The metric tensor is used to control the size, shape, and orientation of the elements of the mesh to be generated. Various metric tensors have been developed in Huang and Sun (2003). For this paper, we consider a Hessian-based metric tensor defined for each element as

(27) |

where is the Hessian or a recovered Hessian of the state vector on the element ; with being the eigen-decomposition of ; and is a regularization parameter defined through the following algebraic equation:

The metric tensor given by equation (27) is known to be optimal for the -norm of linear interpolation error Huang and Sun (2003).

To generate the -uniform mesh , we use here an approach different from (11) where the coordinators of the mesh nodes are evolved directly. Instead, we evolve the coordinators of the nodes of an intermediate mesh and obtain the new mesh through this intermediate mesh and interpolation. An advantage of this approach is that its formulation is simpler than that of the direct approach (cf. Huang and Kamenski (2015)). To start with, we introduce the reference computational mesh which is uniform in the Euclidean metric, and the computational mesh . The reference computational mesh has the same connectivity and the same number of vertices and elements as and stays fixed in the computation. The computational mesh serves as an intermediate variable. In this setting, for any element in , there is a unique corresponding element in . The affine map between and and its Jacobian matrix are denoted by and , respectively. With this new setting, the equidistribution and alignment criteria for -uniform meshes have a similar form as those in equations (20) and (21). To generate a mesh satisfying these conditions as closely as possible, define an energy functional as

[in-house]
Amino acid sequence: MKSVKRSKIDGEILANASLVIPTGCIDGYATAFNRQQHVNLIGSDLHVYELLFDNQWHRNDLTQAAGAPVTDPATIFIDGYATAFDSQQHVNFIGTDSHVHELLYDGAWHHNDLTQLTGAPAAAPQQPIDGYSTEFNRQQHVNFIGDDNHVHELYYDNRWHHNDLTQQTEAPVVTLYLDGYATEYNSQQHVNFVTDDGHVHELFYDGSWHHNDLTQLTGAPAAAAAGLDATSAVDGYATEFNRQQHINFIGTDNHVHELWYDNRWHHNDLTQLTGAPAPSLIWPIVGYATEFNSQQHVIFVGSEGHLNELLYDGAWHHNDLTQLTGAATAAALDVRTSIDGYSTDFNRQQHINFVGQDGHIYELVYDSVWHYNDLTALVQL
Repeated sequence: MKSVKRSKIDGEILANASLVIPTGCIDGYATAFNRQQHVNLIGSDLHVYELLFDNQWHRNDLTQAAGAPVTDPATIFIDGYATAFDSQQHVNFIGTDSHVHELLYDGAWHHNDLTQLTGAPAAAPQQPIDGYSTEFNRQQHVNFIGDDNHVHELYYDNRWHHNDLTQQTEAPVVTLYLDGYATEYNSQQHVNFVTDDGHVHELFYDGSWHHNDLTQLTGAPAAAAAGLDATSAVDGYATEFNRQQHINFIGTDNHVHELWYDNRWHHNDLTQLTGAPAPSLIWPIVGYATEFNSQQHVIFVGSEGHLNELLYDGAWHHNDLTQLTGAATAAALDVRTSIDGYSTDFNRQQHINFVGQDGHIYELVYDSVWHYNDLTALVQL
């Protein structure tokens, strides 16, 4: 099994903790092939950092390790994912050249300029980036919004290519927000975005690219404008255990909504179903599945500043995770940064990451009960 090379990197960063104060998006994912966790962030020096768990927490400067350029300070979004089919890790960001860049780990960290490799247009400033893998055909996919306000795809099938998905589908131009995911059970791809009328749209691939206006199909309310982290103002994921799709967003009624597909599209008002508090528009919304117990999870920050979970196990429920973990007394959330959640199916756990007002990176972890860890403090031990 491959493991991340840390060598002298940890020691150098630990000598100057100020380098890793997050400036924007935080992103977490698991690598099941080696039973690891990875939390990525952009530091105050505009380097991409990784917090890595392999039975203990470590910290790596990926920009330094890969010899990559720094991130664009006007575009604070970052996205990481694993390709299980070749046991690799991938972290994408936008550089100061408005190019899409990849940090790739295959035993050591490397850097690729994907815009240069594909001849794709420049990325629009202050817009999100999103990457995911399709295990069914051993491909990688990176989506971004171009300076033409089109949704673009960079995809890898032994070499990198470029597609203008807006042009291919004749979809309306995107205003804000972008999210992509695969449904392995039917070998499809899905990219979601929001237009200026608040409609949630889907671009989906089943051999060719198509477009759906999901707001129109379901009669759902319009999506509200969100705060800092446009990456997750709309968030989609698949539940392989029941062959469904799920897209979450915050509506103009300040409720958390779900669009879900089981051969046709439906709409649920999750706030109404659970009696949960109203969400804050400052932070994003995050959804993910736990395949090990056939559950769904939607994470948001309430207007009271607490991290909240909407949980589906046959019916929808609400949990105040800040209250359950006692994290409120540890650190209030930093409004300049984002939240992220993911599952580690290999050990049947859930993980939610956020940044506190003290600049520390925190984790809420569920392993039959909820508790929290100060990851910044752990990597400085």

(28) |

which is a Riemann sum of a continuous functional developed in Huang (2001) based on mesh equidistribution and alignment. Note that is a function of the coordinates of the nodes of and .

Taking as the current mesh , the MMPDE approach defines the mesh equation as a gradient system of ,